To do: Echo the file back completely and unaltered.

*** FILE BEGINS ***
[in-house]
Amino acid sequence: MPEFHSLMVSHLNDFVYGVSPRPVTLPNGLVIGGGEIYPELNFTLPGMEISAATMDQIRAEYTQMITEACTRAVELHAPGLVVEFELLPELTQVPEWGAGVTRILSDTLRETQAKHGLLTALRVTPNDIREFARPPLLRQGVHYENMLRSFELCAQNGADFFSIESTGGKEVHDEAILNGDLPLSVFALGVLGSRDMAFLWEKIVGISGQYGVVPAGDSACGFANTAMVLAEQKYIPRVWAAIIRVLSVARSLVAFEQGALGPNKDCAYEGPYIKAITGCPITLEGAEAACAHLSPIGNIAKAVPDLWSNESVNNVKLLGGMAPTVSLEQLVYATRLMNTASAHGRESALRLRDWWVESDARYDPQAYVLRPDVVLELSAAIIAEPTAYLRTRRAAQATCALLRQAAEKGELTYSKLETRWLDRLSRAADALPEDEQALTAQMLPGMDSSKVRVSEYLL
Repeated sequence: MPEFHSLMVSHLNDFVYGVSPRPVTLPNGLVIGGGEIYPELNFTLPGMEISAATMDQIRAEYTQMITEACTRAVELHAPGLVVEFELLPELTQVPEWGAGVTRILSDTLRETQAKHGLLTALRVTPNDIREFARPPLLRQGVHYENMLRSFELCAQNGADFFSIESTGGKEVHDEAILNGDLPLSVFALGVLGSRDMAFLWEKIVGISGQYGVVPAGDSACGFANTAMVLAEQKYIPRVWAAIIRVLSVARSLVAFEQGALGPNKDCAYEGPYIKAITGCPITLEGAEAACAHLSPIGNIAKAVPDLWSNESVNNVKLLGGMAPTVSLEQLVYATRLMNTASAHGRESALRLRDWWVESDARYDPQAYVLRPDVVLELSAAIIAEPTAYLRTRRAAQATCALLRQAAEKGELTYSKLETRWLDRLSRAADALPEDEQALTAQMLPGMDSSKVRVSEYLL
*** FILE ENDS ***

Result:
[in-house]
Amino acid sequence: MPEFHSLMVSHLNDFVYGVSPRPVTLPNGLVIGGGEIYPELNFTLPGMEISAATMDQIRAEYTQMITEACTRAVELHAPGLVVEFELLPELTQVPEWGAGVTRILSDTLRETQAKHGLLTALRVTPNDIREFARPPLLRQGVHYENMLRSFELCAQNGADFFSIESTGGKEVHDEAILNGDLPLSVFALGVLGSRDMAFLWEKIVGISGQYGVVPAGDSACGFANTAMVLAEQKYIPRVWAAIIRVLSVARSLVAFEQGALGPNKDCAYEGPYIKAITGCPITLEGAEAACAHLSPIGNIAKAVPDLWSNESVNNVKLLGGMAPTVSLEQLVYATRLMNTASAHGRESALRLRDWWVESDARYDPQAYVLRPDVVLELSAAIIAEPTAYLRTRRAAQATCALLRQAAEKGELTYSKLETRWLDRLSRAADALPEDEQALTAQMLPGMDSSKVRVSEYLL
Repeated sequence: MPEFHSLMVSHLNDFVYGVSPRPVTLPNGLVIGGGEIYPELNFTLPGMEISAATMDQIRAEYTQMITEACTRAVELHAPGLVVEFELLPELTQVPEWGAGVTRILSDTLRETQAKHGLLTALRVTPNDIREFARPPLLRQGVHYENMLRSFELCAQNGADFFSIESTGGKEVHDEAILNGDLPLSVFALGVLGSRDMAFLWEKIVGISGQYGVVPAGDSACGFANTAMVLAEQKYIPRVWAAIIRVLSVARSLVAFEQGALGPNKDCAYEGPYIKAITGCPITLEGAEAACAHLSPIGNIAKAVPDLWSNESVNNVKLLGGMAPTVSLEQLVYATRLMNTASAHGRESALRLRDWWVESDARYDPQAYVLRPDVVLELSAAIIAEPTAYLRTRRAAQATCALLRQAAEKGELTYSKLETRWLDRLSRAADALPEDEQALTAQMLPGMDSSKVRVSEYLL